Warsaw Ghetto Comments Provoke Fury German Bishops Accused of Anti-Semitism
The visit by German Catholic bishops to Israel and the Palestinian territories had exceeded expectations -- until some of the bishops compared the situation of the Palestinians to the Warsaw Ghetto. The comments have enraged the Jewish community in Germany -- now the Church is rushing to apologize.
Comments by Germany's Catholic bishops during a pilgrimage to Israel and the Palestinian territories have sparked fury among the Jewish community in Germany, who have accused the bishops of making anti-Semitic remarks. The Church is scrambling to diffuse the row.
Bishop Walter Mixa is one of two bishops whose comments during a recent trip to the Holy Land have been called anti-Semitic by Germany's Jewish community.
According to the Süddeutsche Zeitung, the bishop of Eichstätt, Gregor Maria Hanke, remarked during a visit to Bethlehem, "This morning in Yad Vashem the photos of the inhuman Warsaw Ghetto, and this evening we travel to the ghetto in Ramallah. That makes you angry." The Bishop of Augsburg Walter Mixa then remarked that it was a "ghetto-like" situation and that it was "almost racism."
The President of the Central Council of Jews in Germany, Charlotte Knobloch, has reacted with anger and disappointment to the remarks, which she describes as "awful and completely unacceptable." Comparing the fate of the Jews in the Warsaw Ghetto with the situation of the Palestinians in Ramallah belied "either a questionable shortfall in historical knowledge," or an attempt to turn the Jewish victims of the Holocaust and their children into today's perpetrators, she said.
Israel's ambassador to Germany, Shimon Stein, spoke of a demonization of Israel and said that those who used the term "Warsaw Ghetto" in connection with Israeli or Palestinian politics, had "forgotten everything, or learnt nothing, or failed morally."
Bishop Mixa also came in for criticism for ascribing racist motives to the Israeli state and government in their dealings with the Palestinians. "It says more about the bishop's mentality than about the actual situation in the Middle East," Knobloch said, adding that it not only misjudges the facts of the Middle East conflict and Israel's security situation, but it also makes use of clichés "that border on anti-Semitism." Knobloch said that it was particularly disappointing that a trip which had so exceeded expectations had ended with such a lapse.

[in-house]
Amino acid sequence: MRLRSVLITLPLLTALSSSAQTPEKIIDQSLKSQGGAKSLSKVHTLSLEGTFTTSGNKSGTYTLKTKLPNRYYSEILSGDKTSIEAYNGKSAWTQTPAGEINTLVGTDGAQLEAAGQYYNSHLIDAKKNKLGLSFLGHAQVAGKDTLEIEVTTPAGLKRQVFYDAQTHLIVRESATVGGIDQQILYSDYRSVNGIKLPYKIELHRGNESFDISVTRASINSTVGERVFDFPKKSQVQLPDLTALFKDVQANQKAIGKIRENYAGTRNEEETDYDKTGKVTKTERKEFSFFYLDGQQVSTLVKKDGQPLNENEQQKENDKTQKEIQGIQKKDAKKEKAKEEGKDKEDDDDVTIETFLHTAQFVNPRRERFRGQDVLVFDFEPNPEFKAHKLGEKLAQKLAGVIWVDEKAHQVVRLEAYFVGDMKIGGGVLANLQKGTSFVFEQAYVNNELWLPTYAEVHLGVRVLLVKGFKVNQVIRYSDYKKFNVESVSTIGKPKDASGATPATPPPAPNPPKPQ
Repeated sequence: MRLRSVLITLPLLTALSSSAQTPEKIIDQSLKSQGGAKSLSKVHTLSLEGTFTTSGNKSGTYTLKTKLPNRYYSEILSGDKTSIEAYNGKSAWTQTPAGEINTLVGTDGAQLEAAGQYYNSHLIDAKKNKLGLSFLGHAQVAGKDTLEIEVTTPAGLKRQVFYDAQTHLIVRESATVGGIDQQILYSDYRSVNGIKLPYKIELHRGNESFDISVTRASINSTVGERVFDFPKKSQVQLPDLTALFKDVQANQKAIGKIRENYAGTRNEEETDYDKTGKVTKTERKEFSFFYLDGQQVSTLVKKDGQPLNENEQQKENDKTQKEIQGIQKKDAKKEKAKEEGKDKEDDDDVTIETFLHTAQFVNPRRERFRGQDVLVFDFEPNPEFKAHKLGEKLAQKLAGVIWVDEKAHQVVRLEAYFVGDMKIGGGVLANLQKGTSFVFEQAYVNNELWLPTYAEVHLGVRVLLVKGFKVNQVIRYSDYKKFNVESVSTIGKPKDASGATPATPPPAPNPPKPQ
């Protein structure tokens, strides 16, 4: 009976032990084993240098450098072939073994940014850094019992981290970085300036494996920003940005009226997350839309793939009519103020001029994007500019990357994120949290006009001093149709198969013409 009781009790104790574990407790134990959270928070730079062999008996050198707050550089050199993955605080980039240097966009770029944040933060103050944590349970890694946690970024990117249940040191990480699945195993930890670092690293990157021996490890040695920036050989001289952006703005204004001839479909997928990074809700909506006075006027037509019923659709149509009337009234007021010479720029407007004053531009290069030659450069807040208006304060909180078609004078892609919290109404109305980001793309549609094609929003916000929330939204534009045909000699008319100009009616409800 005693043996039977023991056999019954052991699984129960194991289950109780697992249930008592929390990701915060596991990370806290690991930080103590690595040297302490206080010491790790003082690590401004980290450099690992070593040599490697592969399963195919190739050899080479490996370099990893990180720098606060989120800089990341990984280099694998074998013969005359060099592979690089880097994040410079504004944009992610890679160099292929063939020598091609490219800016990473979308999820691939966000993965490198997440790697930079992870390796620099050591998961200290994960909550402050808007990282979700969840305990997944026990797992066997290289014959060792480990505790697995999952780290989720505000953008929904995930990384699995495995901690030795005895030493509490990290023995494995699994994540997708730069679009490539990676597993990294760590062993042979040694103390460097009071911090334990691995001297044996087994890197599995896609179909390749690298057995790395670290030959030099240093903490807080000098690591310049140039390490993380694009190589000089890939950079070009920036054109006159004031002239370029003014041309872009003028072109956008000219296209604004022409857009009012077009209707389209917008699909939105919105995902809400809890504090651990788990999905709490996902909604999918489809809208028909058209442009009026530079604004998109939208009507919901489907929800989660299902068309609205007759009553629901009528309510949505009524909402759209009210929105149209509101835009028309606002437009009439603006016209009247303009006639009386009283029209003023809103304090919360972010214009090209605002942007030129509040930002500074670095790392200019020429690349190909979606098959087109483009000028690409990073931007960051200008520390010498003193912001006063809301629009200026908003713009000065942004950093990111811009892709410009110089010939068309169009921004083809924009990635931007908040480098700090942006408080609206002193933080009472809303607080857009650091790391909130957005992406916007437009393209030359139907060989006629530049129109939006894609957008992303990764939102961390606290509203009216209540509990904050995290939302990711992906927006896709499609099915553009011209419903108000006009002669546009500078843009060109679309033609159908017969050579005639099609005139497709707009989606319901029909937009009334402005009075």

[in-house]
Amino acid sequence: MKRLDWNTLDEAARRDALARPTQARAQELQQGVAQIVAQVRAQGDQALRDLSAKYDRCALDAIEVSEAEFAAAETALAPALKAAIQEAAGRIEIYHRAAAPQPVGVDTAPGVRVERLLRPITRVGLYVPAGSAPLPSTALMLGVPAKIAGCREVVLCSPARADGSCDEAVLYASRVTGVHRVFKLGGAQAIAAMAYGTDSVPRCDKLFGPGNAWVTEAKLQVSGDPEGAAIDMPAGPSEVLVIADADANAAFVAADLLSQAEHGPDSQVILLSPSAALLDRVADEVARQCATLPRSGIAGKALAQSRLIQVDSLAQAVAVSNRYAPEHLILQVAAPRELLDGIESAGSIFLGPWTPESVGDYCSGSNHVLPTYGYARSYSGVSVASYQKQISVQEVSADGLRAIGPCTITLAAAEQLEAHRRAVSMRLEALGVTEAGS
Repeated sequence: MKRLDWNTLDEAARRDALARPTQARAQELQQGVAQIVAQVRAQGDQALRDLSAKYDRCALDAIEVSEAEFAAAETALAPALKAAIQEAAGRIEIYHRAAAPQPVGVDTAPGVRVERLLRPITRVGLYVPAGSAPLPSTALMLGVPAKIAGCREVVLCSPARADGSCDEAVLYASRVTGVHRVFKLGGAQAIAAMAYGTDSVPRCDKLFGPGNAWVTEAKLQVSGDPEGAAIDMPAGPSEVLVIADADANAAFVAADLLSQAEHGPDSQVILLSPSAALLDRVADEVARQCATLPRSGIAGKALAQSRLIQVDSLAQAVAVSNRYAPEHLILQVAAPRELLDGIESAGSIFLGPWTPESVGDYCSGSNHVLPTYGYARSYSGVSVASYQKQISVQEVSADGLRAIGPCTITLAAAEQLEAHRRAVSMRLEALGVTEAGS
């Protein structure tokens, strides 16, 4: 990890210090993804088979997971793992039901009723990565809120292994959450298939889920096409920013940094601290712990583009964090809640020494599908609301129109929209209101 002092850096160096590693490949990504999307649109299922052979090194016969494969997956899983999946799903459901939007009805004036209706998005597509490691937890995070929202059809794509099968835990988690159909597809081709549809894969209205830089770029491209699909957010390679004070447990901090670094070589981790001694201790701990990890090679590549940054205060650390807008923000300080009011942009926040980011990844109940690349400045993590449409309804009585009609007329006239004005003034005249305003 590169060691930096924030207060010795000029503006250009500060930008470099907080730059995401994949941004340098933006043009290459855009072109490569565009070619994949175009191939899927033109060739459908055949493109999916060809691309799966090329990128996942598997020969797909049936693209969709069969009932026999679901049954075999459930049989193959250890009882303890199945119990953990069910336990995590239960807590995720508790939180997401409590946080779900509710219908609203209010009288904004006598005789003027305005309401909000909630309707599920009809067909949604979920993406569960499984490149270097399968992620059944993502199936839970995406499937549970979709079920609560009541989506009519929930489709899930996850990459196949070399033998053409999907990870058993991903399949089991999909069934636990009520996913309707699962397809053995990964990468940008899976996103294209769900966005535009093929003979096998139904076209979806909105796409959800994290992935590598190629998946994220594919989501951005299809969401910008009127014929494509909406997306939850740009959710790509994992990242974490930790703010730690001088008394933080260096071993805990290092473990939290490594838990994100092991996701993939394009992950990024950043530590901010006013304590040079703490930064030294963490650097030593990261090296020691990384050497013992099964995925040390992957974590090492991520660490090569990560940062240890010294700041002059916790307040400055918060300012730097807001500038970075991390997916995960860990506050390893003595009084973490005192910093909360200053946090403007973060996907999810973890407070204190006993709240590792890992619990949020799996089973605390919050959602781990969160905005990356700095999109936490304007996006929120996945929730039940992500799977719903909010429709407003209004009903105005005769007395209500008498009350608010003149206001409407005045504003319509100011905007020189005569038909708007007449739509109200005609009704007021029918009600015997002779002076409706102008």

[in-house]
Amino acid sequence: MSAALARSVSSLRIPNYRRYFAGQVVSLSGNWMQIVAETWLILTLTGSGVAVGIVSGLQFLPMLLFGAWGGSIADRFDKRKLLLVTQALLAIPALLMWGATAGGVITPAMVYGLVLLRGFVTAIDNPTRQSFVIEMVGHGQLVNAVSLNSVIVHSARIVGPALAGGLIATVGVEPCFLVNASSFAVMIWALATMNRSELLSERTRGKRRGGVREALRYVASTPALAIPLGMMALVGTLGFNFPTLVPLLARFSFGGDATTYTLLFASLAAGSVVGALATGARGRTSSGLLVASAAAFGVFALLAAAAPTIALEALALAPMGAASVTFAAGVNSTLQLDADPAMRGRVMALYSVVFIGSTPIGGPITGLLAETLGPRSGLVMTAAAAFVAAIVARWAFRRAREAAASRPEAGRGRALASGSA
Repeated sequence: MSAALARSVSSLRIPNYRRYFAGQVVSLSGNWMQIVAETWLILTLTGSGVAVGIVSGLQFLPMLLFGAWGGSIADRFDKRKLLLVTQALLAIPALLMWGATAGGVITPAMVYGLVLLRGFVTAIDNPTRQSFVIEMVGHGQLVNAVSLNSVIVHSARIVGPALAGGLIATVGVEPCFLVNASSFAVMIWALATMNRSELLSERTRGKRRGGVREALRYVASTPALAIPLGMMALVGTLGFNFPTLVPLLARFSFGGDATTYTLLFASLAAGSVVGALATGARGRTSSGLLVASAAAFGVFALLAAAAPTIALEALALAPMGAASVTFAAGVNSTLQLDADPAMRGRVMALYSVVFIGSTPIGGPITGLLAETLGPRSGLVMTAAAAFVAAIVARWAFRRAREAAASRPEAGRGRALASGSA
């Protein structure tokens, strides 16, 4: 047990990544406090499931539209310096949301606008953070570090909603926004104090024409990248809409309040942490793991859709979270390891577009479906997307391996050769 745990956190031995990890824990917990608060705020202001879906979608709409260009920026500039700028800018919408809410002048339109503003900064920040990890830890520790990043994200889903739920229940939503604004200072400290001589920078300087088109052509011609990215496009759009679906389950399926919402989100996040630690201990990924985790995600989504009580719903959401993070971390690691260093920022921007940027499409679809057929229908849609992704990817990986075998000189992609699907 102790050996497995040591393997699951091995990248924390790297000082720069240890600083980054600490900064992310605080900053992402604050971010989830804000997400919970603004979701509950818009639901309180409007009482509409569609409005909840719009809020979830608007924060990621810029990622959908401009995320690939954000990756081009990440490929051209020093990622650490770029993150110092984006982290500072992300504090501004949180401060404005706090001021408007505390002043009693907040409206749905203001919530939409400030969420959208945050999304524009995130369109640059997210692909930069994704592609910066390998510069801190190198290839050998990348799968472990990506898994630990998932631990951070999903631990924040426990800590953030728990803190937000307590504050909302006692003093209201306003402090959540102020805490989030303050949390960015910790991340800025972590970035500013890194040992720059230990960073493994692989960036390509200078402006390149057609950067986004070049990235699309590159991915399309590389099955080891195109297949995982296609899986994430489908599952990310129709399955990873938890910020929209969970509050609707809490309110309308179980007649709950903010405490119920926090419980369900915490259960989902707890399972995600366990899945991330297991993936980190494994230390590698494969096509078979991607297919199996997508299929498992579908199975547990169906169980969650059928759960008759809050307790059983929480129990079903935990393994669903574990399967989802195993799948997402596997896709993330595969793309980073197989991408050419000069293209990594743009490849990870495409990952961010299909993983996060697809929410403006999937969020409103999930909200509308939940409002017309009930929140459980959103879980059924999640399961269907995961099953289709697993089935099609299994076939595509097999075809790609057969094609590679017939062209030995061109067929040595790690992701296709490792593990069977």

The Vice President of the Central Council, Dieter Graumann, quoted in the Kölner Stadt-Anzeiger, described the remarks as having an "anti-Semitic character." "We also know that the Palestinians' situation is not easy," he said. "But those who equate their situation with the suffering of the Jews in the Nazi ghettos have learned nothing from history."
The comparison seemed to be an anti-Semitic attempt to relativize the actions of the Nazis by referring to crimes of the victims' descendants, he said. "With friends like these, who needs enemies?" he added, saying that the Central Council is now expecting Cardinal Karl Lehmann, the most senior Catholic bishop in Germany, to make a statement.
The Chairman of the German-Israeli parliamentary group in the German parliament, Jerzy Montag, also demanded an apology from the bishops and said that these kind of comments did nothing to help the suffering Palestinians, but only "scorned the victims of the Holocaust and put the state of Israel on the same level as Hitler's Germany."
The Catholic Church in Germany is now trying to diffuse the row with a number of apologies. Hans Langendörfer, the Secretary General of the German Catholic Bishops' Conference, said he regretted the remarks made by the bishops. They were made during the visit to Bethlehem "under the pressure of a demanding situation," and were by "emotionally affected individuals who made a few very personal remarks, which have already been self-critically corrected." He added, "That is especially true of a passing remark that referred to the Warsaw Ghetto."
Langendörfer stressed that while he emphatically regretted the row, it should not take away from the overall positive reaction of both the Israelis and Palestinians to the bishops' visit.
Hanke too engaged in some rapid backpedaling. In a statement, the bishop said: "Comparisons between the Holocaust and the current situation in Palestine are not acceptable and were not intended." Hanke said he had expressed his great sadness about the "unspeakable suffering" of the Jewish people and emphasized the right of Israel to exist during his visit. "Amongst other things, after the visit to Ramallah and Bethlehem, the immediate impact of the situation was harrowing," he said.
Bishop Mixa denied that the opinions given during the trip could be interpreted as politically one-sided. He expressed his concerns about the future of the peace process and Palestinians and Israelis living together, and emphasized the Church's position of supporting the right of Israel to exist and the right of the Palestinians to their own state.
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